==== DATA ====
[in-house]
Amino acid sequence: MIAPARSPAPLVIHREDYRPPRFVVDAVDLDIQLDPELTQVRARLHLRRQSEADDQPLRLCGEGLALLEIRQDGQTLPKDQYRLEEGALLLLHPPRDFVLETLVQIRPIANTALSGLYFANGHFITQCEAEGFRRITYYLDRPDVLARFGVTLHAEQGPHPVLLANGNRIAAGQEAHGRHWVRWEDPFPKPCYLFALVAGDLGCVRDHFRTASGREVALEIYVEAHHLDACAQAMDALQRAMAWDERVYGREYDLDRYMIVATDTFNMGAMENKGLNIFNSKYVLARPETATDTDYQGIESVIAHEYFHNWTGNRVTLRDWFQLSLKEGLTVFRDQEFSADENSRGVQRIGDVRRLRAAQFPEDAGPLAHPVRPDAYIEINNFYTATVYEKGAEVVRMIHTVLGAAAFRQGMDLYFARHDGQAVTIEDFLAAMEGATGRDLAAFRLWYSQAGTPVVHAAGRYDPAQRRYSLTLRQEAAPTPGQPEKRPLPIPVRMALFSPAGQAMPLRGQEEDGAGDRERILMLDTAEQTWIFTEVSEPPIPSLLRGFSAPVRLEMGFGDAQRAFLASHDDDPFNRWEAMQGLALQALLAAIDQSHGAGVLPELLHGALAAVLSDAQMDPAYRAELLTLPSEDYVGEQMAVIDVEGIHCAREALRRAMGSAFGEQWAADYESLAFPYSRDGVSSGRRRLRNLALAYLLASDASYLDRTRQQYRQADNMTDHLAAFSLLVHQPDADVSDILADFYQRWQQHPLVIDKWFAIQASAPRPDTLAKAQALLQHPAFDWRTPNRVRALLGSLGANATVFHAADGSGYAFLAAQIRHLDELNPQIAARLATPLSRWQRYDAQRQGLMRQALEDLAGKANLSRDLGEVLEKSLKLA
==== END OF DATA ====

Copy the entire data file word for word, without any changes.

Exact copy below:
[in-house]
Amino acid sequence: MIAPARSPAPLVIHREDYRPPRFVVDAVDLDIQLDPELTQVRARLHLRRQSEADDQPLRLCGEGLALLEIRQDGQTLPKDQYRLEEGALLLLHPPRDFVLETLVQIRPIANTALSGLYFANGHFITQCEAEGFRRITYYLDRPDVLARFGVTLHAEQGPHPVLLANGNRIAAGQEAHGRHWVRWEDPFPKPCYLFALVAGDLGCVRDHFRTASGREVALEIYVEAHHLDACAQAMDALQRAMAWDERVYGREYDLDRYMIVATDTFNMGAMENKGLNIFNSKYVLARPETATDTDYQGIESVIAHEYFHNWTGNRVTLRDWFQLSLKEGLTVFRDQEFSADENSRGVQRIGDVRRLRAAQFPEDAGPLAHPVRPDAYIEINNFYTATVYEKGAEVVRMIHTVLGAAAFRQGMDLYFARHDGQAVTIEDFLAAMEGATGRDLAAFRLWYSQAGTPVVHAAGRYDPAQRRYSLTLRQEAAPTPGQPEKRPLPIPVRMALFSPAGQAMPLRGQEEDGAGDRERILMLDTAEQTWIFTEVSEPPIPSLLRGFSAPVRLEMGFGDAQRAFLASHDDDPFNRWEAMQGLALQALLAAIDQSHGAGVLPELLHGALAAVLSDAQMDPAYRAELLTLPSEDYVGEQMAVIDVEGIHCAREALRRAMGSAFGEQWAADYESLAFPYSRDGVSSGRRRLRNLALAYLLASDASYLDRTRQQYRQADNMTDHLAAFSLLVHQPDADVSDILADFYQRWQQHPLVIDKWFAIQASAPRPDTLAKAQALLQHPAFDWRTPNRVRALLGSLGANATVFHAADGSGYAFLAAQIRHLDELNPQIAARLATPLSRWQRYDAQRQGLMRQALEDLAGKANLSRDLGEVLEKSLKLA